Apple trees (Malus pumila Mill. var. domestica Fuji/Malus prunifolia rootstock) showed a high susceptibility to bitter pit when supplyed with ammonium salt instead of nitrate (control) in the nutrient solution. When apple fruit was affected by bitter pit, a lower calcium as well as a higher nitrogen and ammonium-nitrogen contents was observed in the fruit flesh near the calyx end. The activity of the mitochondrial Ca2+-uptake of the fruit flesh near the calyx end was higher when the tree was grown with ammonium salt than when grown with nitrate. Both the activities of succinate: cytochrome c oxidoreductase and the mitochondrial Ca2+-uptake per g of tissue were higher in affected fruit than in healthy fruit. Each of chlorpromazine, N-(6-aminohexyl)-5-chloro-l-napthalenesulfonamide (W-7) and N-(6-aminohexyl)-l-naphthalenesulfonamide (W-5), calmodulin antagonists, was infiltrated into the fruit for 20 min under reduced pressure (about 1 × 104 Pa). Few days later, numerous bitter pit-like spots were observed in both fruit treated with W-7 and chlorpromazine, while only a few spots were observed after the infiltration with W-5, a less potent calmodulin antagonist. A possible mechanism for the occurrence of bitter pit is discussed.
[Show abstract][Hide abstract] ABSTRACT: Al present, bitter pit is an unsolved problem despite of the different points of view under which it has been approached. It appears in some orchads in a intermittent way. In this paper, some of the factors that induce or contribute to the development of this disorder are discussed.These factors depend on the soil (high availability of K and/or Mg, hot and dry soils), on the plant (inhibited transpiration, excessive imbalance between leaf mass and fruit, restricted root growth, rootstocks and varieties) and on the management techniques and environmental conditions (excessive nitrogn supply, especially the ammonium forms, intensive pruning, premature harvest, fruits in shady zones, high temperatures). Also, some of the metabolic, functional and structural alterations that cause calcium deficiency, particulary in apple tree are described and some directions for its diagnostic, prevention and treatment, are presented. Peer reviewed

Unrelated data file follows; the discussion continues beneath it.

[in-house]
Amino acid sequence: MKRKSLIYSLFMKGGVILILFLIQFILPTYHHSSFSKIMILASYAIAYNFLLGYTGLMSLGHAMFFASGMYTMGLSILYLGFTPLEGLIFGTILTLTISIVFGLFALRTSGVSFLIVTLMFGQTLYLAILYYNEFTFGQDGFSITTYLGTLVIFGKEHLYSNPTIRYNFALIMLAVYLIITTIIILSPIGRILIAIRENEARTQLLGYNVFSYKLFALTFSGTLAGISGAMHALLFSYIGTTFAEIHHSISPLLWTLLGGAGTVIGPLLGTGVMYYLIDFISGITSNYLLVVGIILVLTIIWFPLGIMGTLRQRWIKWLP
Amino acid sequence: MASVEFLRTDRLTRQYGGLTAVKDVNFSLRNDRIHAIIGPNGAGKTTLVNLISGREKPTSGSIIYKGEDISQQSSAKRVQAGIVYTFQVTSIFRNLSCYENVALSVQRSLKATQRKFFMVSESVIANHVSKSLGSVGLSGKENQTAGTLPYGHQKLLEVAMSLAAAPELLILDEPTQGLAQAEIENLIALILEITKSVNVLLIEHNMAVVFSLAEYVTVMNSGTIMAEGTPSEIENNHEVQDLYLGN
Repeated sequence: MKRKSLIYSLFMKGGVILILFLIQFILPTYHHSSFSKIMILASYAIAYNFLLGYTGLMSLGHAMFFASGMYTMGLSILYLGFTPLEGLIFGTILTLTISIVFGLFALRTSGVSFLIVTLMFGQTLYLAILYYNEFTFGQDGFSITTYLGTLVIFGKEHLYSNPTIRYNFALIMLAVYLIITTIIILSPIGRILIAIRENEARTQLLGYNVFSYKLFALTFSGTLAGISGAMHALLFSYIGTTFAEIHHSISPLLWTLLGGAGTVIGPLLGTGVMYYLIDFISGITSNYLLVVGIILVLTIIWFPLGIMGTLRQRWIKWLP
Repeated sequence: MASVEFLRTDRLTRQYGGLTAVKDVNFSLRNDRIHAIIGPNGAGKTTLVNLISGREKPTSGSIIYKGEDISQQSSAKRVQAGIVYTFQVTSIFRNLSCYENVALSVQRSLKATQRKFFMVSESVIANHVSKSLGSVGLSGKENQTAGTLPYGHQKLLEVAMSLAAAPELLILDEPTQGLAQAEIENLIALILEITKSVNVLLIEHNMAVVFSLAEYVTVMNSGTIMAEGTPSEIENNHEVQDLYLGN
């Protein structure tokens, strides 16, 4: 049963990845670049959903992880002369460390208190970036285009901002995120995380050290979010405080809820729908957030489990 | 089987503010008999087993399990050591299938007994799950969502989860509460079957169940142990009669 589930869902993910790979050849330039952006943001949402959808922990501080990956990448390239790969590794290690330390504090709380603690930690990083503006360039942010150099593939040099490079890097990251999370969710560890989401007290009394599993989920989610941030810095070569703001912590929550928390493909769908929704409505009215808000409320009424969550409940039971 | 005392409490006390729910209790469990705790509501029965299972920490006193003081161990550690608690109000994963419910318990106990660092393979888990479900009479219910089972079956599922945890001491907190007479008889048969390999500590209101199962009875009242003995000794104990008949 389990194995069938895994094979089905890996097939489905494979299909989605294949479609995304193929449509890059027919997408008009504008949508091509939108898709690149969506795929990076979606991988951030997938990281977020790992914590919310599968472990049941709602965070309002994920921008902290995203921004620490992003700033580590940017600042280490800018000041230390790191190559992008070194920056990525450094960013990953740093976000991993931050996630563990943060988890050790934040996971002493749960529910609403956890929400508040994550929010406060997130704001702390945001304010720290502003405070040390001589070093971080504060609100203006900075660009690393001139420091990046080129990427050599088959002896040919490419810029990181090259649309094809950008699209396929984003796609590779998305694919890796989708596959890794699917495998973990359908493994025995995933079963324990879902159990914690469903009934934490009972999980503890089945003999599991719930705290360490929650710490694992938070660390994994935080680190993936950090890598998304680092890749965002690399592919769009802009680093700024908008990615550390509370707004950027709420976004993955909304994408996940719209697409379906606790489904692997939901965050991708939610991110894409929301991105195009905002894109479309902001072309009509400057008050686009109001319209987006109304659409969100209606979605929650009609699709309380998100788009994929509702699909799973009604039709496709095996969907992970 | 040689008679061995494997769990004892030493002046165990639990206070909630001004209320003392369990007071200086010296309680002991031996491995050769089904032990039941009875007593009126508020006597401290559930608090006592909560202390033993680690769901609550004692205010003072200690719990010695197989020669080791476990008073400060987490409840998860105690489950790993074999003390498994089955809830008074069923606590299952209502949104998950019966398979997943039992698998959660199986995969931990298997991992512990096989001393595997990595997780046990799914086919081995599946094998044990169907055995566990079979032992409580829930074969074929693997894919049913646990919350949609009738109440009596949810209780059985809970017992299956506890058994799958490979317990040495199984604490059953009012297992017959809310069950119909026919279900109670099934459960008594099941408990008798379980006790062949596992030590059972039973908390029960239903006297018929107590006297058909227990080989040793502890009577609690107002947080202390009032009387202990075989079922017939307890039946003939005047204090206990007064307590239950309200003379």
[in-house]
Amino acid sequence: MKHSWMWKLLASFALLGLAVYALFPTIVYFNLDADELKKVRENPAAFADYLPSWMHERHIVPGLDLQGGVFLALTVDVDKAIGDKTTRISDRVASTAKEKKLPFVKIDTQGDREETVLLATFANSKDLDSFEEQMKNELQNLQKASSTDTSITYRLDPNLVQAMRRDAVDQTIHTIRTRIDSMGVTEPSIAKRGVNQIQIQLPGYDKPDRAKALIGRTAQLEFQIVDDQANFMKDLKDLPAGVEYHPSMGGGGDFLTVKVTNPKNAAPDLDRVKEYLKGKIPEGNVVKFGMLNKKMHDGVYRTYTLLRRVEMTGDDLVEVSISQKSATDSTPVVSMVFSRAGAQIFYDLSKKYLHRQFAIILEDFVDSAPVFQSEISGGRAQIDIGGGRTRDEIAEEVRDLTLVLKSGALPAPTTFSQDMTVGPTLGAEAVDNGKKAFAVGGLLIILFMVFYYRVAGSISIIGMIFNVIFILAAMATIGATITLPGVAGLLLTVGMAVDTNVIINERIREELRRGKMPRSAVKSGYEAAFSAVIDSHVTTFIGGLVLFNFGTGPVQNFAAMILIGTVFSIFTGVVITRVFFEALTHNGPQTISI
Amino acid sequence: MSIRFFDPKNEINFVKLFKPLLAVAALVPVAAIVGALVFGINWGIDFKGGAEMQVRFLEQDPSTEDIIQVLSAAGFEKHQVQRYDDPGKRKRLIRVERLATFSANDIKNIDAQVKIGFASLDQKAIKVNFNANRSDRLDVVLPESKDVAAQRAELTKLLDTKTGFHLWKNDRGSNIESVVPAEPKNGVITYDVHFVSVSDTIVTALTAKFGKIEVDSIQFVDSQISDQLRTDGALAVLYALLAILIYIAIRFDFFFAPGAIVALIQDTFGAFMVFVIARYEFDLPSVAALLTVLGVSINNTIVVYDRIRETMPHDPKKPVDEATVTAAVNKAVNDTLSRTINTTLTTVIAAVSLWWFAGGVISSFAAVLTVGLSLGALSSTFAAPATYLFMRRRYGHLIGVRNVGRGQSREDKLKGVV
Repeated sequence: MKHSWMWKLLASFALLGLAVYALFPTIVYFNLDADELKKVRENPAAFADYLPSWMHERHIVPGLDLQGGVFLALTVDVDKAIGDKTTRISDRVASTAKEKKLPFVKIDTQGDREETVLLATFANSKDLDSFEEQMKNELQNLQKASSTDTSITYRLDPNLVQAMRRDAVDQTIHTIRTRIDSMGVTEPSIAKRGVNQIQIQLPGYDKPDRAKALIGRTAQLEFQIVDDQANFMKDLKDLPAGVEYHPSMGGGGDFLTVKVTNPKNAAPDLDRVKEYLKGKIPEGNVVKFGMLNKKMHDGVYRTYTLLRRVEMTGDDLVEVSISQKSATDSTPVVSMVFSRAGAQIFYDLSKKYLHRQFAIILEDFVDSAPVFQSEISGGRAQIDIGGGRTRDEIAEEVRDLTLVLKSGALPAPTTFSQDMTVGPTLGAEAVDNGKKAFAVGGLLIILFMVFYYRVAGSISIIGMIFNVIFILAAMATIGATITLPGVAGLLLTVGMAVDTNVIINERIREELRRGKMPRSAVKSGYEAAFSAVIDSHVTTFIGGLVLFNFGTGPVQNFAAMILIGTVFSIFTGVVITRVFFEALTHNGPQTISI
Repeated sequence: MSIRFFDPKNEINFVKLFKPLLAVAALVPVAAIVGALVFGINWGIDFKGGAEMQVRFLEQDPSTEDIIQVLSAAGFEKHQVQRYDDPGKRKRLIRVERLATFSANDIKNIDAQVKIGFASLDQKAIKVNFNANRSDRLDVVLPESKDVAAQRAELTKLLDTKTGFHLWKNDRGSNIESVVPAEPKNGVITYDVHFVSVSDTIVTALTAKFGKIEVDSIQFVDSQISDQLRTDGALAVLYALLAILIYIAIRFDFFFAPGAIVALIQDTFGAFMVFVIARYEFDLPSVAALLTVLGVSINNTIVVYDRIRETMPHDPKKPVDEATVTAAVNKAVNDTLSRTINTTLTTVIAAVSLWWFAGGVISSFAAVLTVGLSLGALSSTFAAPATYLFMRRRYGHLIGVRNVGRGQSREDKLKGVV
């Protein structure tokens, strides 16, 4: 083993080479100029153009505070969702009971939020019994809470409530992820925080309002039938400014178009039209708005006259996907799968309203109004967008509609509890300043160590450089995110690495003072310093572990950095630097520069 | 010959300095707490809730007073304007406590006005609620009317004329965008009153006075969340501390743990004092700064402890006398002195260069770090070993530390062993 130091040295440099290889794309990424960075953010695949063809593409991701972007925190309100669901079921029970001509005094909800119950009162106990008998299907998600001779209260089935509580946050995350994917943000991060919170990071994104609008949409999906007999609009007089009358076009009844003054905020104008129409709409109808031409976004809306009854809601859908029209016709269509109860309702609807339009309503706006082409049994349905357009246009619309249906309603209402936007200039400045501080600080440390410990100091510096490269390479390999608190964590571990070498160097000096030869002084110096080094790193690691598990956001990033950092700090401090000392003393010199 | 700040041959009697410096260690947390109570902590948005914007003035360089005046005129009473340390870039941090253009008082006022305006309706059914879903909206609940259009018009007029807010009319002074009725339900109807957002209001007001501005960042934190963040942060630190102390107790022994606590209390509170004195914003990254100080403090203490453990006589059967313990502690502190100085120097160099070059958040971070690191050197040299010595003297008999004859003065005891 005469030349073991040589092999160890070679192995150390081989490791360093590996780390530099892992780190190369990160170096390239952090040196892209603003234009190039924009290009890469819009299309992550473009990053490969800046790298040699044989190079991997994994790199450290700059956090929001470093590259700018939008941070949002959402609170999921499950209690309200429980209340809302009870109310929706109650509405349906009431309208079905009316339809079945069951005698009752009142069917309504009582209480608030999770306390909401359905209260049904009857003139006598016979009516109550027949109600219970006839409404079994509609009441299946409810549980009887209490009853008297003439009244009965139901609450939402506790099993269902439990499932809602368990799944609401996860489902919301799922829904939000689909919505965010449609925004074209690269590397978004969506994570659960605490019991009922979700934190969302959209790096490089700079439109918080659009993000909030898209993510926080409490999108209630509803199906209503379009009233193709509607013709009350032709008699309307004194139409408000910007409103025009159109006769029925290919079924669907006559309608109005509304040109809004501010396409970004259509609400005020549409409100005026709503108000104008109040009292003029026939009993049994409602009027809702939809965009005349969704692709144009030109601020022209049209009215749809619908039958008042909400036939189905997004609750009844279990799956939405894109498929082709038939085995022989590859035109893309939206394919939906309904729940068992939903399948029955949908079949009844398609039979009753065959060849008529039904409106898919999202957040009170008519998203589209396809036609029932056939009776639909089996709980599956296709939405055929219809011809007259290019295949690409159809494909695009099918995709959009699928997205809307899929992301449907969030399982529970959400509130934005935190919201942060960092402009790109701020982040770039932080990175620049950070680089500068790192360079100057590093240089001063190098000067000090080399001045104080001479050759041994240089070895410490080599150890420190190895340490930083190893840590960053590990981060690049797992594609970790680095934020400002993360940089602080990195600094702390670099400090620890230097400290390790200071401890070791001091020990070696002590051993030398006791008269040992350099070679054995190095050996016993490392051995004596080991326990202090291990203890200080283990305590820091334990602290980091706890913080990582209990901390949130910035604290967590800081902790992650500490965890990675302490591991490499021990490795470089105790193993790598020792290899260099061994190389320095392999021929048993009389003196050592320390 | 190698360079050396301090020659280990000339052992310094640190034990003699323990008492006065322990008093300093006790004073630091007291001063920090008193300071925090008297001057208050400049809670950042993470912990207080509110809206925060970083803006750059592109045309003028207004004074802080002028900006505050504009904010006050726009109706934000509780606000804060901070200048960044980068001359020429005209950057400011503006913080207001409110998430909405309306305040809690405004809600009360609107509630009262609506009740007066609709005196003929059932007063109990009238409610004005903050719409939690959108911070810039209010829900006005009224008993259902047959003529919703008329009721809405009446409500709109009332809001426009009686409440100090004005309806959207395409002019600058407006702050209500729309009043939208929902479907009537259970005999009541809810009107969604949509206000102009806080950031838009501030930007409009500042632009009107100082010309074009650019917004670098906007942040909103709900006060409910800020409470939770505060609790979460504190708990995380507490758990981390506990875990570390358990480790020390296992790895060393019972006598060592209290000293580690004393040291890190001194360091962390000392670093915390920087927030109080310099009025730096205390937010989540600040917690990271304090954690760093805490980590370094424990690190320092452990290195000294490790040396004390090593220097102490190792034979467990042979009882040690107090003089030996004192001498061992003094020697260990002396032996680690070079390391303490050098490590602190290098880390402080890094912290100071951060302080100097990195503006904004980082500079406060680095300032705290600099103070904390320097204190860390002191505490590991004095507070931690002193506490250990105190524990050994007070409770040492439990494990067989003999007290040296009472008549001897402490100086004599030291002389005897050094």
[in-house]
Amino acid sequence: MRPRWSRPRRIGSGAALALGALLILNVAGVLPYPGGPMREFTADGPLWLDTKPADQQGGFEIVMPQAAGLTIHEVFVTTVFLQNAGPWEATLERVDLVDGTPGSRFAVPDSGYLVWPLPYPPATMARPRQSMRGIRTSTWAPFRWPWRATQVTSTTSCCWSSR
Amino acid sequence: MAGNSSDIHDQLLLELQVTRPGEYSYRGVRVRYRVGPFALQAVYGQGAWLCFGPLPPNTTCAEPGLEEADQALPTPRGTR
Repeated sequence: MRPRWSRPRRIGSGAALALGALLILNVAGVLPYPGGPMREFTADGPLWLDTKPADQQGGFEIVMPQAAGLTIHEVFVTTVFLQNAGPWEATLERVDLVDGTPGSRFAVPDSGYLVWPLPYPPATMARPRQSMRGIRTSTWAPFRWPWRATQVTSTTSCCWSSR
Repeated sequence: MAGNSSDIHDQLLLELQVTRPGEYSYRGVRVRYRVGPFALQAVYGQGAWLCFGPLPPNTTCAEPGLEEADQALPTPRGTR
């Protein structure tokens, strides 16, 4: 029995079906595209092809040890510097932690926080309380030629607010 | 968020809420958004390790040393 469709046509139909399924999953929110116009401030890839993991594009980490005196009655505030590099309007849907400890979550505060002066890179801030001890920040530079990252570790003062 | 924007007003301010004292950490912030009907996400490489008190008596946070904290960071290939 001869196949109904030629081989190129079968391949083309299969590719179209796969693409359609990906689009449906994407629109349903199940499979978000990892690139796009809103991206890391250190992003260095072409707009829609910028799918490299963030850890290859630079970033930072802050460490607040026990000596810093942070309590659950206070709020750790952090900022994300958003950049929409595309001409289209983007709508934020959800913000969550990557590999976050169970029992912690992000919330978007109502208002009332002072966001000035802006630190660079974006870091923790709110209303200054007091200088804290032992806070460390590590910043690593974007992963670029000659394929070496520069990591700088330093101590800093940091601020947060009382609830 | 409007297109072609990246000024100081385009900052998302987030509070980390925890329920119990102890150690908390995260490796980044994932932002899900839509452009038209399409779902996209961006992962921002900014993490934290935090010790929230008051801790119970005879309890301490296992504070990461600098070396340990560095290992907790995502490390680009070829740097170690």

[Show abstract][Hide abstract] ABSTRACT: SUMMARY The seasonal trends of Ca in Fuerte and Hass avocado fruits from vigorous and non-vigorous trees were studied. Non-vigorous trees, with moderate root infection by Phytophthora cinnamomi, produced fruit with significantly higher Ca concentration and Ca content than vigorous trees of the same cultivar. This appeared to be related to less competition from the spring vegetative growth flush. Fuerte fruits had significantly less Ca than Hass fruits throughout the growing season. Management implications are discussed with a view to increasing fruit Ca for better storage ability and reduced post-harvest problems.
[Show abstract][Hide abstract] ABSTRACT: Crude Ca(2+)-activated protein kinase from membranes of apple (Malus domestica L. Borkh., Cox's Orange Pippin) fruit can be partially purified to yield a Ca(2+)-dependent protein kinase whose activity is apparently not regulated by calmodulin. The autophosphorylating catalytic subunit of this protein kinase shows a Ca(2+)-dependent mobility shift of approx. 10 kilodaltons (kDa) on sodium dodecyl sulphate-polyacrylamide gel electrophoresis; in the absence of added Ca(2+) or ethylene glycol-bis(β-aminoethyl ether)-N,N,N',N'-tetraacetic acid (EGTA) its apparent molecular mass is approx. 50 kDa. The Ca(2+)-dependent protein kinase is inhibited by the calmodulin antagonists N-(6-aminohexyl)-5-chloro-1-naphthalenesulphonamide and trifluoperazine with IC50 values of approx. 45 μM and 15 μM, respectively. These similarities between the protein kinase and calmodulin indicate that the kinase may be a calmodulin-like protein.
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